Skip navigation
Sign up to follow your favorites on all your devices.
Sign up

What’s wrong with Notre Dame?

Time Magazine isn’t the place you’d usually look to find valuable insight on the plight of Notre Dame football. Yet, even the venerable magazine took the time to weigh in on the plight of the Fighting Irish football team.

Here are a few snippets from the article, slightly amended by me:

What’s wrong with Notre Dame?

Notre Dame’s winning football tradition began in the ’20’s. As the glory years rolled on, the teams in the bright green jerseys acquired an air of invincibility. Football fans who had never been in Indiana, much less in South Bend, adopted the team and learned to cheer, cheer for old Notre Dame. In recent years the cheers were mingled with an occasional catcall, for Notre Dame was running into trouble. So what is wrong with Notre Dame?

One of the changes is the fact that far fewer Catholic high-school football stars automatically long to go to Notre Dame. Too many other schools with bright new reputations are making too many good offers. Rival recruiters score points by warning boys that Notre Dame’s strait-laced supervision eliminates a carefree campus life; e.g., freshmen have a 10 p.m. curfew. After one mauling of Notre Dame this year, a Chicago priest cracked to a Protestant friend: “I didn’t mind so much that the lad was kicking those extra points against Notre Dame, but I did mind his crossing himself before each one.”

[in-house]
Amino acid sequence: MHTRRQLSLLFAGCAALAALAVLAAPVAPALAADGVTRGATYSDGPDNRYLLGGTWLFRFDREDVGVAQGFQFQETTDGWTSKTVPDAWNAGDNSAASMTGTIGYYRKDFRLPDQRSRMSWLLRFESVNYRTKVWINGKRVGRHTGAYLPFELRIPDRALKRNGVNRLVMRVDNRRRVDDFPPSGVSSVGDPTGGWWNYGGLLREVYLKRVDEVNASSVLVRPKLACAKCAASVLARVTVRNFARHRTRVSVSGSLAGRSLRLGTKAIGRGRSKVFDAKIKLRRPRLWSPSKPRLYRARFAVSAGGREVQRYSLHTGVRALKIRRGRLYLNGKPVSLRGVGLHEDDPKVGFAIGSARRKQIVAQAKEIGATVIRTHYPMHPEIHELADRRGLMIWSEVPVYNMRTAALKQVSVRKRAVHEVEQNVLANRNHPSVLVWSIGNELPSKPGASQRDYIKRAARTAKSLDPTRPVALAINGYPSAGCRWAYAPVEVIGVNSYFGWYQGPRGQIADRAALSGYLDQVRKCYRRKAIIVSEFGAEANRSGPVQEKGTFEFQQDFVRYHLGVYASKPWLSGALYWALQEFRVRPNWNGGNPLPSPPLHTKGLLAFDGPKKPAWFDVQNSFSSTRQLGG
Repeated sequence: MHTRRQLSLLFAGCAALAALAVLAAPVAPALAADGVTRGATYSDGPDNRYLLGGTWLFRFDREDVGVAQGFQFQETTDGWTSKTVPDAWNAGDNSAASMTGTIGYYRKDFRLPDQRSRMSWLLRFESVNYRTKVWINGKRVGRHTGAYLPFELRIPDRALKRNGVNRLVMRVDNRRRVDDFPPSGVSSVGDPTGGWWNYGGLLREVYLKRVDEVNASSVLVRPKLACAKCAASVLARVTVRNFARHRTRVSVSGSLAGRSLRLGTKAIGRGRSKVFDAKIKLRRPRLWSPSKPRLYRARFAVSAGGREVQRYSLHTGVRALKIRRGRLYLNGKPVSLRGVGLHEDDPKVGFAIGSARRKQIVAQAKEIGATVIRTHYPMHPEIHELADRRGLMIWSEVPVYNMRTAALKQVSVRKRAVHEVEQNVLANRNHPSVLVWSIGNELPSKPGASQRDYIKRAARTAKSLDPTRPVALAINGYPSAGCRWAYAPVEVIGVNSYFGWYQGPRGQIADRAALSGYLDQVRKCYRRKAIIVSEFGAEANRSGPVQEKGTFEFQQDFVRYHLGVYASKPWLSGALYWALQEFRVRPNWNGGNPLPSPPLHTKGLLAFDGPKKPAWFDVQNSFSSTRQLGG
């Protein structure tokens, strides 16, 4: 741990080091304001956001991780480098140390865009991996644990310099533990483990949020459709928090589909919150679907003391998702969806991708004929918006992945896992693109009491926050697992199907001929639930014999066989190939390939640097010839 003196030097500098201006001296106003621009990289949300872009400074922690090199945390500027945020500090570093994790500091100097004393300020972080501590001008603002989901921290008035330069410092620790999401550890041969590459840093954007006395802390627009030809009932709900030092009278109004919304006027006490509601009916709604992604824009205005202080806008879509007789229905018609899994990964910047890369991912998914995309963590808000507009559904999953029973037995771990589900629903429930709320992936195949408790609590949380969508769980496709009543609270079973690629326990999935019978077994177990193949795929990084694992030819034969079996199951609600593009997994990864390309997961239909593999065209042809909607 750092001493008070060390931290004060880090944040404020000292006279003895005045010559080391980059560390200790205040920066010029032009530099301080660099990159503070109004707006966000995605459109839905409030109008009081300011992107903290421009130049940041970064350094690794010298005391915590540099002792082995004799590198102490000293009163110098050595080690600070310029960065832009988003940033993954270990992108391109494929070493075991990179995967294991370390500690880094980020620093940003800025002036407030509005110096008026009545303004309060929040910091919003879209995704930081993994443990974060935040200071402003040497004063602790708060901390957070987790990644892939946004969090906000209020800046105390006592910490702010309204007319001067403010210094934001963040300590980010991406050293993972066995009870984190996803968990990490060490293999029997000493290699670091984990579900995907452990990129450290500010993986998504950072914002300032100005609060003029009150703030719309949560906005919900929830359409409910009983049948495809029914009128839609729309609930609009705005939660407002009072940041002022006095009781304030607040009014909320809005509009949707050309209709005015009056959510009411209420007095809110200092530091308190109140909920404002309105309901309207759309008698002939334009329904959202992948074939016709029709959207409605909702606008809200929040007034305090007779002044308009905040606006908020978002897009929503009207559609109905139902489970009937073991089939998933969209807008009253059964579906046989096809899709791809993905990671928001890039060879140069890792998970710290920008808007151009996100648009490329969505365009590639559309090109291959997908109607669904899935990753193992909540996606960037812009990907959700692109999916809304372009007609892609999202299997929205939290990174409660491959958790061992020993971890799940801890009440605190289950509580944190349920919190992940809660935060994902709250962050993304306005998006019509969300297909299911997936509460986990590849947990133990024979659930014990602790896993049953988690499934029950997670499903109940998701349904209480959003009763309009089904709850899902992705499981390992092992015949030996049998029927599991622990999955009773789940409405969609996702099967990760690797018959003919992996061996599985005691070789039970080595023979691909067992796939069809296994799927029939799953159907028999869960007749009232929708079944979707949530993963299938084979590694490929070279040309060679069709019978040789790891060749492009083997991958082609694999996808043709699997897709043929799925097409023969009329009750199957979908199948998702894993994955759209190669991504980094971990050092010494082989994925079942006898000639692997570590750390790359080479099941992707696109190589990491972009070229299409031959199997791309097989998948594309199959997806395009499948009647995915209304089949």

Caught between a tough schedule and tough academic standards, Weis may be able to produce an occasional good season, but the golden days of Notre Dame are likely to be gone forever. One thing is certain: Weis, who can return to the pros at any time, will never be content merely to lose honorably at Notre Dame. Says he: “I will not coach a team unless it has the potential to be great.”

A fairly down-the-middle and not very revealing look at the Fighting Irish program, don’t you think?

Now consider that this article was written 49 years ago.

(The only amendments I made were substituting Charlie Weis’ name for head coach Joe Kuharich.)

So for everyone that’s reading national columnist A, B or C proclaim that Notre Dame may never be able to return to glory because Notre Dame’s fading star with recruits or the growing academic challenges, take a deep breath and go read some Mark Twain. The reports of Notre Dame’s death are greatly exaggerated.

It may also make sense for Time Magazine to take a quick peak through its archives before burying the Irish again. Just this week, the magazine used the same argument they did in 1960, blaming the competitive recruiting environment and tough admissions standards for the football team’s struggles. Even more explicably, they combined this faulty premise to go along with some incredibly hazy logic and blamed the demise of Catholic secondary schools and the church’s abuse scandals as additional rationale for a struggling Irish football team.

(It’d probably help the writer’s argument if Michael Floyd, Jimmy Clausen, Golden Tate, Kyle Rudolph, Kyle McCarthy, Harrison Smith, Darius Fleming, Sam Young, Steve Filer and a slew of other contributors didn’t come from private/Catholic schools...)

While everyone can agree that Notre Dame hasn’t been contending for titles for the better part of two decades, it might well be time to state a new case when explaining why.

As Time Magazine pointed out half a century ago, these aren’t exactly new concerns.

(Tip of the cap to Jay at BGS for an excellent find...)